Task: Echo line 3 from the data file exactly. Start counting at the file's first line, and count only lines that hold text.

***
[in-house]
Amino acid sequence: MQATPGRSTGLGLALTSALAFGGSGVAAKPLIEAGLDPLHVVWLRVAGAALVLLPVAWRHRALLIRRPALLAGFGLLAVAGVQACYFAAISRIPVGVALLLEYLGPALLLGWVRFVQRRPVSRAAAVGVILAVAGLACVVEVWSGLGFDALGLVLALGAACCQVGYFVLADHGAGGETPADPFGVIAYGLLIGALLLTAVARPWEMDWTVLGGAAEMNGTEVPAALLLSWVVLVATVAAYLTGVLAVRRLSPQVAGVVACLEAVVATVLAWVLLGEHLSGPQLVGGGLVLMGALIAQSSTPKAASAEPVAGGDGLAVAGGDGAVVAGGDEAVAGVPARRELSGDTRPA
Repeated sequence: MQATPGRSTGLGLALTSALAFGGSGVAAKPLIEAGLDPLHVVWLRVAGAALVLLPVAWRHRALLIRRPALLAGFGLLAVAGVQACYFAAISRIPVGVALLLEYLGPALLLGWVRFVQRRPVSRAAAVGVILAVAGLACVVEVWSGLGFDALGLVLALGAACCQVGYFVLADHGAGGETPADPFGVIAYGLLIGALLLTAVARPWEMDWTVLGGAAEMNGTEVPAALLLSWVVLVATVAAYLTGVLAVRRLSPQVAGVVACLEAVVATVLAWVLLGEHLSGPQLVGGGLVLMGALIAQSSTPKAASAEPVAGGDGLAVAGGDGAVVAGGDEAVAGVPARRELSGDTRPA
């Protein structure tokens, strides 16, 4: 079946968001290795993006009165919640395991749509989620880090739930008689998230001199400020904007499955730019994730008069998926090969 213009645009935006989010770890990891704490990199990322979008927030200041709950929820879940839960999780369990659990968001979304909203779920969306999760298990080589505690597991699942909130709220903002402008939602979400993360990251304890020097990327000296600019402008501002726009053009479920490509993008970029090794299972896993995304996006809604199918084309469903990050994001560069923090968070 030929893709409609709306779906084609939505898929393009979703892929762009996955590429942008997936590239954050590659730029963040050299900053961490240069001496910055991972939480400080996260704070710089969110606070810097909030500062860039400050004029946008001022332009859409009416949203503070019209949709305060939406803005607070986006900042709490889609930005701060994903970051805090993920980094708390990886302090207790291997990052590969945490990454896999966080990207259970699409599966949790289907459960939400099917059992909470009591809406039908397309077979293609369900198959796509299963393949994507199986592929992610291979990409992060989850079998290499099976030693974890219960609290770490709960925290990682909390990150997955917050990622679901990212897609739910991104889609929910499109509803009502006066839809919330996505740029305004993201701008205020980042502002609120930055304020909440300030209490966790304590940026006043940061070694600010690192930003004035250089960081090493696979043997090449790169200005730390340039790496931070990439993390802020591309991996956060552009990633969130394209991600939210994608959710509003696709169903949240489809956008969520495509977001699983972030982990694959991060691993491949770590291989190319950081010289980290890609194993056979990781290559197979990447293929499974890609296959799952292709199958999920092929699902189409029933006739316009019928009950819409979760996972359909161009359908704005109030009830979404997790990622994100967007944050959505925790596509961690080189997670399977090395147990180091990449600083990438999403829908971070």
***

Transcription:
Repeated sequence: MQATPGRSTGLGLALTSALAFGGSGVAAKPLIEAGLDPLHVVWLRVAGAALVLLPVAWRHRALLIRRPALLAGFGLLAVAGVQACYFAAISRIPVGVALLLEYLGPALLLGWVRFVQRRPVSRAAAVGVILAVAGLACVVEVWSGLGFDALGLVLALGAACCQVGYFVLADHGAGGETPADPFGVIAYGLLIGALLLTAVARPWEMDWTVLGGAAEMNGTEVPAALLLSWVVLVATVAAYLTGVLAVRRLSPQVAGVVACLEAVVATVLAWVLLGEHLSGPQLVGGGLVLMGALIAQSSTPKAASAEPVAGGDGLAVAGGDGAVVAGGDEAVAGVPARRELSGDTRPA